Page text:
On a long ride across the state of Florida, I downloaded an audiobook from CloudLibrary to pass the time. My selection was the biography of Leonardo DaVinci by Walter Issacson. As I listened to the fascinating life story of the archetypal Renaissance Man, it struck me that Leonardo was in fact a knowledge worker well ahead of his time. Knowledge work is characterized by the worker having to define their own goals and the steps needed to achieve success. Back in the 1500’s, Leonardo DaVinci was doing many of the best practices of knowledge work naturally and to powerful affect.
For example, not trusting his head to remember ideas, Leonardo was constantly taking notes. It is estimated that he wrote 5000 pages in his lifetime. These wide-ranging notebooks jump from scientific studies, to sketches of machines and animals, to subjects for artwork, to notes about his personal life. Leonardo was constantly generating new ideas and the notebooks detail how he pieced different ideas together for larger impact. This made him an early expert in the field of personal knowledge management.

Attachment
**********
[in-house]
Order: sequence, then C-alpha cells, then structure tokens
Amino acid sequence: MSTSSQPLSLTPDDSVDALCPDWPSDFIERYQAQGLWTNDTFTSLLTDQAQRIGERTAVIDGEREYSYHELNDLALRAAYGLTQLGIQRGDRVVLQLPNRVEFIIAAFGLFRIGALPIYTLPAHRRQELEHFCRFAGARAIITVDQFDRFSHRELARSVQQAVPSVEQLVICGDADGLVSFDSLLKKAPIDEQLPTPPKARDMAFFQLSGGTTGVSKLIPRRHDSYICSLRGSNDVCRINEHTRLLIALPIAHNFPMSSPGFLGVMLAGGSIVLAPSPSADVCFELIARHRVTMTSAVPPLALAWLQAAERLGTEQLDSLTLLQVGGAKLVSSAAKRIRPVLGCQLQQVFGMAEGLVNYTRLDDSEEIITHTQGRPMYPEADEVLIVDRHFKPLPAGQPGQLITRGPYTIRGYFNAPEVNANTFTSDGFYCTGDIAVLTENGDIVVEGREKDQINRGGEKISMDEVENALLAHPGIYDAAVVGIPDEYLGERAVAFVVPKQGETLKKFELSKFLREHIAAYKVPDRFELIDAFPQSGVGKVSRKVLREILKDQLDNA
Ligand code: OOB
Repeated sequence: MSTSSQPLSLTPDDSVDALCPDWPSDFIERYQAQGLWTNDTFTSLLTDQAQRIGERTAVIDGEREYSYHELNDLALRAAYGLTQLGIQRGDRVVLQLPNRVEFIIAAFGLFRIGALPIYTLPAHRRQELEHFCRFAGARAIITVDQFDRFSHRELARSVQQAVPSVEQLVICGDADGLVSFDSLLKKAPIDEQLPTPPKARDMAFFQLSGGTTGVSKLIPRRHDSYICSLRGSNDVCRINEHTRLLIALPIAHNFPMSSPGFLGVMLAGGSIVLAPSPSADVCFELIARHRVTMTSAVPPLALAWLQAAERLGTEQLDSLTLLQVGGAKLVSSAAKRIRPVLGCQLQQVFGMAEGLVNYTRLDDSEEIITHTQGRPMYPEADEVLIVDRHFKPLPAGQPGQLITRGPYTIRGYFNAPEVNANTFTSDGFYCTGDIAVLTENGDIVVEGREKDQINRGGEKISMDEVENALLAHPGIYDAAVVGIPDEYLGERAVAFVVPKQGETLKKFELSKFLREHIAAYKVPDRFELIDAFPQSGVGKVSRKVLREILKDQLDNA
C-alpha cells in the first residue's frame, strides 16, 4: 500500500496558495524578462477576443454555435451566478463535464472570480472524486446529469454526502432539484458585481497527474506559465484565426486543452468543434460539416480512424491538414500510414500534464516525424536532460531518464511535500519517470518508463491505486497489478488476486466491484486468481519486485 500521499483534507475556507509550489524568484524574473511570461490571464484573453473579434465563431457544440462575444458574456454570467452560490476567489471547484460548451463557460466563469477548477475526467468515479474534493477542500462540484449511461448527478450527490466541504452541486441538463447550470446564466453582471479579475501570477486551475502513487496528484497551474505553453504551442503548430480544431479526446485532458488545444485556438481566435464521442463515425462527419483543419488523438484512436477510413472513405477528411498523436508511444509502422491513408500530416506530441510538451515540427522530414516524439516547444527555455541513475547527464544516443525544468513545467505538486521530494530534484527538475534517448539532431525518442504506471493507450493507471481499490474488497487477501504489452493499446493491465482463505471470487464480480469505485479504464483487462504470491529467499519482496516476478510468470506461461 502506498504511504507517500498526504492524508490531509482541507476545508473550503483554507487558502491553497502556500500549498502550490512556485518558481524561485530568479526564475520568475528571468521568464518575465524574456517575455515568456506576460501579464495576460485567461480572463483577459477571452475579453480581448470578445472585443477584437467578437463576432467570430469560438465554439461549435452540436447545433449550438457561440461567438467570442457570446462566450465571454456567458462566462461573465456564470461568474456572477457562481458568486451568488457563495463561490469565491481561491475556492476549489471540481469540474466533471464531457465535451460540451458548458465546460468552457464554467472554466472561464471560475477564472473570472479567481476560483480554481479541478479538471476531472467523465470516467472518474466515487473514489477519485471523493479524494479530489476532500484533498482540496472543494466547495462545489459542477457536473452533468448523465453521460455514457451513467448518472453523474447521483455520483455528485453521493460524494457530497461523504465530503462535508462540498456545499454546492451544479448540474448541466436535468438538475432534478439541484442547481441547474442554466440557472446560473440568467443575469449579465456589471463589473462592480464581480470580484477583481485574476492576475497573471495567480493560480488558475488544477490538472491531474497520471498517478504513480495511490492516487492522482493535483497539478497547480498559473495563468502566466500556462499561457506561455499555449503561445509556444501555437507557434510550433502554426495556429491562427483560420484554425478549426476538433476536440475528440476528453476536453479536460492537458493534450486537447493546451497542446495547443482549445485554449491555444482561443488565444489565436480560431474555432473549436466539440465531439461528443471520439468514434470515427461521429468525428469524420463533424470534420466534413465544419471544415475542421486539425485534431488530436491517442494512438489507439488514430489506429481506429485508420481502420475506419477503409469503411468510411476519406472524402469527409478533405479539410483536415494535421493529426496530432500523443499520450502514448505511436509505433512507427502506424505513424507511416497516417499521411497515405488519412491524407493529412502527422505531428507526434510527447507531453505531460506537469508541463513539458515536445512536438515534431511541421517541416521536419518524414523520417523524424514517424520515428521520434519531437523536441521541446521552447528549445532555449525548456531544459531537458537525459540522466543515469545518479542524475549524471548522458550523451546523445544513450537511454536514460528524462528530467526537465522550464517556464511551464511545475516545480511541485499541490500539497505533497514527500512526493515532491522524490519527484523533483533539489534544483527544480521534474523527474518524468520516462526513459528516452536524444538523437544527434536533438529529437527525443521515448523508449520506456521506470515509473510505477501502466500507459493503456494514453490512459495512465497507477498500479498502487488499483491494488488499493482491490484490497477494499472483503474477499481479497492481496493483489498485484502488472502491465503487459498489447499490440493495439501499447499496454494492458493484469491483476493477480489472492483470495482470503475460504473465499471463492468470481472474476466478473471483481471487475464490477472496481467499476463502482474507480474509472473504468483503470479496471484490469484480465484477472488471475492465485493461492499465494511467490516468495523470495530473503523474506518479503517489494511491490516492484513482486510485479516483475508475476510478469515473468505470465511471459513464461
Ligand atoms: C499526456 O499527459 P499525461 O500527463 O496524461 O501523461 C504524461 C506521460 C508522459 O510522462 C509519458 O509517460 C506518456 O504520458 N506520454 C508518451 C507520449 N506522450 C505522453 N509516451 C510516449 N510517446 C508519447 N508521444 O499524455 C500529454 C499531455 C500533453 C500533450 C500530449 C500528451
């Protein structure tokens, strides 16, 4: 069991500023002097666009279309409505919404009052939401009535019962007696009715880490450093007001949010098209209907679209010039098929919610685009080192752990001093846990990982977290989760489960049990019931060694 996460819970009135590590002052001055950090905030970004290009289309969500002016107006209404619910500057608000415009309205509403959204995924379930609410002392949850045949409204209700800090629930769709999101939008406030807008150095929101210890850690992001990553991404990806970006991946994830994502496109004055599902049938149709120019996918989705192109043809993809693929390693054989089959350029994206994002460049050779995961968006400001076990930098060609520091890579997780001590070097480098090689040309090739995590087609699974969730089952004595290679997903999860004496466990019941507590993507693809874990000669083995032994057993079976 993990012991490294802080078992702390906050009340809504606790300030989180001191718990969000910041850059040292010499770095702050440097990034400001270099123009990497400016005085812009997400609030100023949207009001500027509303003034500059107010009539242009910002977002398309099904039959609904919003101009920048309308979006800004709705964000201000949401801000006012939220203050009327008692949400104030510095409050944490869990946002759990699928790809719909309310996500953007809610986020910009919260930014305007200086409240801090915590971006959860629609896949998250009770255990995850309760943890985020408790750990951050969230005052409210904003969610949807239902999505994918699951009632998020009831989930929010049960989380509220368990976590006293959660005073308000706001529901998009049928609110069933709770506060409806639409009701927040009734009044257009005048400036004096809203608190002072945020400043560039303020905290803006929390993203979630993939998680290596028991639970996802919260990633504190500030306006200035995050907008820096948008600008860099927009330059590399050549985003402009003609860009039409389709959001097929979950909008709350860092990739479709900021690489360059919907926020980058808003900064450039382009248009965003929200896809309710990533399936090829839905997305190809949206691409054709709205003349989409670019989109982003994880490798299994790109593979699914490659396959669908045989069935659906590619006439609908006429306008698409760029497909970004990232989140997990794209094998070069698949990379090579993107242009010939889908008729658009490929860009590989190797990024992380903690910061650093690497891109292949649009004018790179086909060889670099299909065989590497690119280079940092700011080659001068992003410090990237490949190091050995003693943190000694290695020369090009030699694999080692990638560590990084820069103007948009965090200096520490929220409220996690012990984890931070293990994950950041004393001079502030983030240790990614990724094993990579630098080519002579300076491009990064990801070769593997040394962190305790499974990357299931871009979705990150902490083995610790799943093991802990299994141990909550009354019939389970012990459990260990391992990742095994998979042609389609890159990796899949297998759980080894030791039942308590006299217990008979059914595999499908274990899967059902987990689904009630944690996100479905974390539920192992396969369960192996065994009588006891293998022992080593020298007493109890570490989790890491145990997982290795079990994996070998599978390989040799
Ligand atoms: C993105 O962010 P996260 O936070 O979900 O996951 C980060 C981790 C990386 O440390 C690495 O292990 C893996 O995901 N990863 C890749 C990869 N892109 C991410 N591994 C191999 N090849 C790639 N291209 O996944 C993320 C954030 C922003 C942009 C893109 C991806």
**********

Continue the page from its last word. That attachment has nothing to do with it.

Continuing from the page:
Another advanced knowledge worker skill was his drive to ask challenging questions. Leonardo was always seeking out experts in the courts of Florence and Milan to engage in deep discussions on a wide range of topics. This incredible multi-disciplinary and collaborative approach was a secret to his success. For example, his knowledge of anatomy allowed him to accurately draw the muscles of people in his paintings. This small detail gave the images a sense of realistic movement that other paintings of the time lacked.
To read more about Da Vinci’s fascinating life, copies of the Issacson biography should be available at your local library. You can also view pages from his notebooks at the website of the British Library. Unfortunately, I don’t think you will find a secret DaVinci Code in any of his notebooks!